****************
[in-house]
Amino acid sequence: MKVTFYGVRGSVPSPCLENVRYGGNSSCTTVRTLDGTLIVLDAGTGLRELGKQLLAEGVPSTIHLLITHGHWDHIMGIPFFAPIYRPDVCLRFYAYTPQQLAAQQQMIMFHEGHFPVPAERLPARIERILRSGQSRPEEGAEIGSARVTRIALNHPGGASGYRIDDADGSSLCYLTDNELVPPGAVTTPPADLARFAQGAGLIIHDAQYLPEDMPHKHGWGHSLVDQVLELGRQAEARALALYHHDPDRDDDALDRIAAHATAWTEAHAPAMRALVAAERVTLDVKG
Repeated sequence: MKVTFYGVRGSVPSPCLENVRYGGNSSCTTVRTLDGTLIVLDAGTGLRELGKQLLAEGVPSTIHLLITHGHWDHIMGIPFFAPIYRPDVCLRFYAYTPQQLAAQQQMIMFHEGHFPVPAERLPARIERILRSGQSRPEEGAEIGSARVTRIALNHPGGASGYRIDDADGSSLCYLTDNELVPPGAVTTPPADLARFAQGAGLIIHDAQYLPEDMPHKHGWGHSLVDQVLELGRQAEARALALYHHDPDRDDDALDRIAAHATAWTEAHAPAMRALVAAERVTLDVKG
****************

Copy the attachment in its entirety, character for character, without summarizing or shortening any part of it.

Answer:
[in-house]
Amino acid sequence: MKVTFYGVRGSVPSPCLENVRYGGNSSCTTVRTLDGTLIVLDAGTGLRELGKQLLAEGVPSTIHLLITHGHWDHIMGIPFFAPIYRPDVCLRFYAYTPQQLAAQQQMIMFHEGHFPVPAERLPARIERILRSGQSRPEEGAEIGSARVTRIALNHPGGASGYRIDDADGSSLCYLTDNELVPPGAVTTPPADLARFAQGAGLIIHDAQYLPEDMPHKHGWGHSLVDQVLELGRQAEARALALYHHDPDRDDDALDRIAAHATAWTEAHAPAMRALVAAERVTLDVKG
Repeated sequence: MKVTFYGVRGSVPSPCLENVRYGGNSSCTTVRTLDGTLIVLDAGTGLRELGKQLLAEGVPSTIHLLITHGHWDHIMGIPFFAPIYRPDVCLRFYAYTPQQLAAQQQMIMFHEGHFPVPAERLPARIERILRSGQSRPEEGAEIGSARVTRIALNHPGGASGYRIDDADGSSLCYLTDNELVPPGAVTTPPADLARFAQGAGLIIHDAQYLPEDMPHKHGWGHSLVDQVLELGRQAEARALALYHHDPDRDDDALDRIAAHATAWTEAHAPAMRALVAAERVTLDVKG